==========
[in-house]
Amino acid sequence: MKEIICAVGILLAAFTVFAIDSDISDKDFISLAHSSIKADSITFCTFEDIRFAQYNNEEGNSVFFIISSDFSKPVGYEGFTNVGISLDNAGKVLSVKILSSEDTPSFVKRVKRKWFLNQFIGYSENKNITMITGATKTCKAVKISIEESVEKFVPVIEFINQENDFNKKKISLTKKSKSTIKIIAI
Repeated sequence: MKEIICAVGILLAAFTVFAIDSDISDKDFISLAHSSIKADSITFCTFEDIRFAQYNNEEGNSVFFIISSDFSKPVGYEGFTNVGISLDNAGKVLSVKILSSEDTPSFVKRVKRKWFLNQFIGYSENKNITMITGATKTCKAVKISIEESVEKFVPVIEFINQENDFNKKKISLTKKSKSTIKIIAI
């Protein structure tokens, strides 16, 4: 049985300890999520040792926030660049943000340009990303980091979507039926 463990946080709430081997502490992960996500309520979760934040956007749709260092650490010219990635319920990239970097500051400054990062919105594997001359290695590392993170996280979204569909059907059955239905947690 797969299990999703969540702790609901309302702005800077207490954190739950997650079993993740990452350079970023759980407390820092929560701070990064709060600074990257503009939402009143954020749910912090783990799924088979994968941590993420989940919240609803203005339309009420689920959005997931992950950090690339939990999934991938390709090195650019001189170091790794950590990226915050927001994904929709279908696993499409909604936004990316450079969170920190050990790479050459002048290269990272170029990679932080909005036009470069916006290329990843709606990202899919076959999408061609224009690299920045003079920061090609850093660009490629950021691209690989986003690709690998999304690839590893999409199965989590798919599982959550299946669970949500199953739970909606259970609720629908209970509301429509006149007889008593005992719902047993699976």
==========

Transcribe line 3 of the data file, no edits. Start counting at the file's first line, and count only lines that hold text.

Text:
Repeated sequence: MKEIICAVGILLAAFTVFAIDSDISDKDFISLAHSSIKADSITFCTFEDIRFAQYNNEEGNSVFFIISSDFSKPVGYEGFTNVGISLDNAGKVLSVKILSSEDTPSFVKRVKRKWFLNQFIGYSENKNITMITGATKTCKAVKISIEESVEKFVPVIEFINQENDFNKKKISLTKKSKSTIKIIAI